And I looked up at him. “Dad?” I asked. There was this funny weight on my chest. I didn’t understand what was going on then.

I do now.

The Gray Lady ignored my question. “No parents, eh? What makes you think I’ll take her in?”

“This’s an orphanage, right?” I remember Dad asking the question, but I can’t remember anything about him. His face is gone. His voice is gone. All I have is the feel of his hand in mine.

And I pulled at his hand. “Dad? Let’s go home. Come on. Let’s go home.”

The Gray Lady finally looked at me. She wrinkled her nose. “She don’t look like much. I won’t pay for her.”

“Don’t have to. Just take her in.”

“Where’s her parents then?”

“Her mother died last night in the coal riot. And her father’s killed himself in grief.”

A shock went through me. Dad, you’re right here. You’re holding my hand. Mom’s dead. I saw her. But it’s okay. We’ve got each other, right? Two gears locked together, you and me. We can do anything. I wanted to tell him, but I don’t think I said anything out loud. The pressure in my chest was getting worse.

“Oh?”  the Gray Lady asked.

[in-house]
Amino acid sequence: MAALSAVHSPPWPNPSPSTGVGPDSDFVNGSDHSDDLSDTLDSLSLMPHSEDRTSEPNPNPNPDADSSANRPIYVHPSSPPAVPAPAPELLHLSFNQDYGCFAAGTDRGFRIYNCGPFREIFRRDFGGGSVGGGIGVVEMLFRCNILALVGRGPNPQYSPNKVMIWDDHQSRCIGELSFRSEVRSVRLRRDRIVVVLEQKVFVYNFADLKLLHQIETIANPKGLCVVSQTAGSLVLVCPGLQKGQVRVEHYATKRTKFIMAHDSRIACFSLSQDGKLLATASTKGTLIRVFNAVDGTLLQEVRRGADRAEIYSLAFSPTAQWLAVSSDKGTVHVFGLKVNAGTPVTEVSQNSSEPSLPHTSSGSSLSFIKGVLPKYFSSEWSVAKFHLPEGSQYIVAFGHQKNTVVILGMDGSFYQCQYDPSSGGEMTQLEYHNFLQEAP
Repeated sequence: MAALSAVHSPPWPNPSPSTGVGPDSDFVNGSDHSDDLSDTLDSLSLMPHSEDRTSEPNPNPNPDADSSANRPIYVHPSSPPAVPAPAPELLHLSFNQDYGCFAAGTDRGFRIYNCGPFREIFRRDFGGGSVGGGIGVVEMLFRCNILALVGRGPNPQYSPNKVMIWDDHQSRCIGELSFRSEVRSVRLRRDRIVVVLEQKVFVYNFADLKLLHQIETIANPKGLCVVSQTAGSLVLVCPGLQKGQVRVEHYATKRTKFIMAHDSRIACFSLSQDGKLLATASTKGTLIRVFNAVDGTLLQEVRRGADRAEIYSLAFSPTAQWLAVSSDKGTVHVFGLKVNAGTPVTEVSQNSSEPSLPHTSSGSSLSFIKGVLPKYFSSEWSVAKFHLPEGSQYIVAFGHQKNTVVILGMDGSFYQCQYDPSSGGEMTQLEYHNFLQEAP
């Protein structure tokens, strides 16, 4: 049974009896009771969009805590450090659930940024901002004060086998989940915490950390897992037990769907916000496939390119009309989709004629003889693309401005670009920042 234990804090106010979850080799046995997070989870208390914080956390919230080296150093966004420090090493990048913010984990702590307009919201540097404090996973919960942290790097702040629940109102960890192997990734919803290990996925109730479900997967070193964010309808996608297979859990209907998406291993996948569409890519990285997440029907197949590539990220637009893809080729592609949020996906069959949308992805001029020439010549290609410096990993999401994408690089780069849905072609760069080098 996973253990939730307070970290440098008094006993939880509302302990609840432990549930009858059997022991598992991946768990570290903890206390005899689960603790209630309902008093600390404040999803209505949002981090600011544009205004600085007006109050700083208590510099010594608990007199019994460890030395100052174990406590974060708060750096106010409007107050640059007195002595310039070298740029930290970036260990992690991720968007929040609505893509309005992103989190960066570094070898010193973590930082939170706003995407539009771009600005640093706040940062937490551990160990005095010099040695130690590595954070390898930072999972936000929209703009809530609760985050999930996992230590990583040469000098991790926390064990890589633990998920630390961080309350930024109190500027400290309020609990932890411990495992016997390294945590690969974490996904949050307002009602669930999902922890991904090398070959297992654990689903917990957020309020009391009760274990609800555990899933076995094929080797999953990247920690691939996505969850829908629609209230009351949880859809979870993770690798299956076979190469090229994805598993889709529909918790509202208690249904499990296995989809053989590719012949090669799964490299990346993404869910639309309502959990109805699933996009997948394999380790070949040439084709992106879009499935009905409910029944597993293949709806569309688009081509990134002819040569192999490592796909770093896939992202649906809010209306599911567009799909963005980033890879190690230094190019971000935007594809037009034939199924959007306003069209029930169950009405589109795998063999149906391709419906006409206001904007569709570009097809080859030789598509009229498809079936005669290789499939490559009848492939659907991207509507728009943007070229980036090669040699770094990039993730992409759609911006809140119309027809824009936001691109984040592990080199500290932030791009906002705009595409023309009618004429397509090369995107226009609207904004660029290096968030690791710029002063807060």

“Jumped in the river,” Dad answered.

“He won’t come back from that,” the woman said.

“No. He won’t.”

“Well then. Girl. What’s your name?”

I wasn’t listening to the Gray Lady. I was staring up at Dad. He wouldn’t look at me, though. He held my hand. My bones seemed to creak, he was holding on to me so tight.

“Girl!” the woman barked.

I finally looked up at her.

“What’s your name?”

“Patty Rinkin. Ma’am.”

“Ain’t none of my girls got last names. Name died with your folks. You’re just Patty now, got it?”

I looked at my dad. I tugged at his hand.

“Your dad’s not coming back from the river. Get in here. I’ll tell you the rules. Tomorrow you’ll start at the grindery.” She held out her hand.

I flung myself at Dad’s legs. I hung on. Ain’t no way I was going with this Gray Lady. I had my dad. And I had my name. Patty Rinkin. It’s who I was, and he was my dad.

But fingers stronger than the Gears themselves pried my hands off his legs. Arms bigger than anything I’d seen snatched me up. The woman held me fast.

Dad looked at me. I still can’t hear what his voice sounded like, and I still can’t see his face, but the words are clearer than perfect water. “Be good, Patty. I’m sorry I couldn’t protect you.” And he turned and walked away. The people passing by on the street swallowed him up. He didn’t even look back.

I squirmed. I flailed. The Gray Lady didn’t let go. “You won’t see him again, girl. He’s gone. But he made sure you have a home. That’s better than most broken men.” She carried me into the orphanage.

That was the last time I cried.

Dragons of the Ashfall book one of The War of Leaves and Scales will be available for purchase on Amazon on December 1!

Published by Jon

Jon lives in Kentucky with his wife and an insanity of children. (A group of children is called an insanity. Trust me.)